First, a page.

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March 8, 1965

Transfusion Complications

Author Affiliations

Chairman, Committee on Standards American Association of Blood Banks Brookline, Mass

JAMA. 1965;191(10):866. doi:10.1001/jama.1965.03080100084034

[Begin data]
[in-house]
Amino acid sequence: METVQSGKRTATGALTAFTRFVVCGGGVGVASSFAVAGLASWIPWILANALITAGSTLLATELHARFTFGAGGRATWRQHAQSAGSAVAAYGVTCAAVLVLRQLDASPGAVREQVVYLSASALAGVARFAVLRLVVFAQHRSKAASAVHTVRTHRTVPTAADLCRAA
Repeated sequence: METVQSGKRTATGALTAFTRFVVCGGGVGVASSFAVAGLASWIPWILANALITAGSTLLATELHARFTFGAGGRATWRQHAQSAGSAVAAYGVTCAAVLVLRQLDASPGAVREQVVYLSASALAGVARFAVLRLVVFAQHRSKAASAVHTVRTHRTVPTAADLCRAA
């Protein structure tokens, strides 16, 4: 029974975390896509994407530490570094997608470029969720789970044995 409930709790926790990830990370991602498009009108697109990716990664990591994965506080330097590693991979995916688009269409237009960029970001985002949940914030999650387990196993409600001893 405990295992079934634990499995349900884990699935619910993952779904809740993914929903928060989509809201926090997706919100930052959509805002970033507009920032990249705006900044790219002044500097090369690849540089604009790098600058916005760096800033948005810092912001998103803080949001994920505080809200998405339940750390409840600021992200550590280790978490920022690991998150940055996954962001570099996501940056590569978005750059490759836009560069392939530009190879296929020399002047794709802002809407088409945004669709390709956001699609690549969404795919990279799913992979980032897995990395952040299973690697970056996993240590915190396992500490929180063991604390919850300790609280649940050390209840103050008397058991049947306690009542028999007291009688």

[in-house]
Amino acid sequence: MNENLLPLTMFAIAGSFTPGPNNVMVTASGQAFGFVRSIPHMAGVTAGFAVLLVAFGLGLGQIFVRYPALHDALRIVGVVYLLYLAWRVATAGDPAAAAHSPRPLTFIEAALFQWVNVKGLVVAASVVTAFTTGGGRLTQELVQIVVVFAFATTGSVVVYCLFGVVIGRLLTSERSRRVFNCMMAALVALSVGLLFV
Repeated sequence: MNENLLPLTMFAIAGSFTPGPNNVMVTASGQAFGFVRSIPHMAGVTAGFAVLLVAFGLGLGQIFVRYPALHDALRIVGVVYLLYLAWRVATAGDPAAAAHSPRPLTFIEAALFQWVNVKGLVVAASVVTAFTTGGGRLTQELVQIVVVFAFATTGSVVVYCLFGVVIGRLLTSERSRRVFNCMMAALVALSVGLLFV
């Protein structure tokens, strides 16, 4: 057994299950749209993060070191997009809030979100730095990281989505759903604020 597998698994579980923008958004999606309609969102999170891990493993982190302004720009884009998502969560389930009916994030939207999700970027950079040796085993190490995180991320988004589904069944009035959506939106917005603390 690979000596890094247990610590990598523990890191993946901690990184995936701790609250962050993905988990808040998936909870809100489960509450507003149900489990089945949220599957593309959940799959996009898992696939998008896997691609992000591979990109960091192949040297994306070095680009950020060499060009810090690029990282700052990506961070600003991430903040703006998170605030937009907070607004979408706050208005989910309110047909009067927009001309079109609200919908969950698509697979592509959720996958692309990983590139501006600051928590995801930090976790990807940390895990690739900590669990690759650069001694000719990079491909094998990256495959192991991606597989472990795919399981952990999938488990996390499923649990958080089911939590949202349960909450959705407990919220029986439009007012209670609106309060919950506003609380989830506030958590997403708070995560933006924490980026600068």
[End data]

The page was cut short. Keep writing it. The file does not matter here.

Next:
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To the Editor:—  In The Journal of Nov 23, 1964 (190:773), appears an excellent editorial on the prevention of transfusion complications. There is, however, one suggestion to which exception can be taken, namely, that a major crossmatch in an antiglobulin system should be determined only in patients who have been pregnant or who have received previous transfusions. This is certainly less than an acceptable standard in today's blood-bank methodology. As a minimum standard, a major crossmatch in an antiglobulin system or its equivalent should be part of every compatibility test. I doubt that there are many transfusionists who would be willing to omit the indirect antiglobulin (Coombs') test as part of the routine examination of recipient's serum in every crossmatch.One other point should be stressed and that is the saving of a small sample of the patient's blood for at least seven days after each transfusion, as there

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